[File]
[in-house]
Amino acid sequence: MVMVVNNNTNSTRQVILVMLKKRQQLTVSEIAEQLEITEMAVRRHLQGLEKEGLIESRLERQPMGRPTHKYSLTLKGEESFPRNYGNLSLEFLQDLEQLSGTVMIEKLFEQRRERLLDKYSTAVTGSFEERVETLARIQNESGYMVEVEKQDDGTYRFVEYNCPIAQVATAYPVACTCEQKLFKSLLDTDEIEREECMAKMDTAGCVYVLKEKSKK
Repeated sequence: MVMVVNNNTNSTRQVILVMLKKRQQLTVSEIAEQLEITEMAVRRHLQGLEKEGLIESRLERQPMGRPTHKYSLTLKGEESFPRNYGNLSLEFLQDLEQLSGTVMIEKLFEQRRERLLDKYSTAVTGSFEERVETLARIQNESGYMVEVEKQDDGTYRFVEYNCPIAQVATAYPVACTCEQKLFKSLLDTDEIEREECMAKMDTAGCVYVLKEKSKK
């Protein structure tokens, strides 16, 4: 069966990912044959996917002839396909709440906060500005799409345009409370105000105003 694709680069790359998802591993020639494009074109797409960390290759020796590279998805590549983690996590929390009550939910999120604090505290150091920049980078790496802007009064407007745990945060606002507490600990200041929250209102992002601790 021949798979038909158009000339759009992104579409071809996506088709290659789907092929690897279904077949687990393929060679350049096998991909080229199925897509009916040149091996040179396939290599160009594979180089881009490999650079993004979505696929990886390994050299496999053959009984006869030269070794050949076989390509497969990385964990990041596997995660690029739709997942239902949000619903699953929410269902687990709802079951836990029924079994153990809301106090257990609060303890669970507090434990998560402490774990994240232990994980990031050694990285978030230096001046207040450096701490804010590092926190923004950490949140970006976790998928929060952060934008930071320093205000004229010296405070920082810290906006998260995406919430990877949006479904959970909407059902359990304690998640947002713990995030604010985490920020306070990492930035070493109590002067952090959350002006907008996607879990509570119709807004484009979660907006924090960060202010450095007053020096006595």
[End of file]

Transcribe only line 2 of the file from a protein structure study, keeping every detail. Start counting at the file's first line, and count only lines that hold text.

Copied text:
Amino acid sequence: MVMVVNNNTNSTRQVILVMLKKRQQLTVSEIAEQLEITEMAVRRHLQGLEKEGLIESRLERQPMGRPTHKYSLTLKGEESFPRNYGNLSLEFLQDLEQLSGTVMIEKLFEQRRERLLDKYSTAVTGSFEERVETLARIQNESGYMVEVEKQDDGTYRFVEYNCPIAQVATAYPVACTCEQKLFKSLLDTDEIEREECMAKMDTAGCVYVLKEKSKK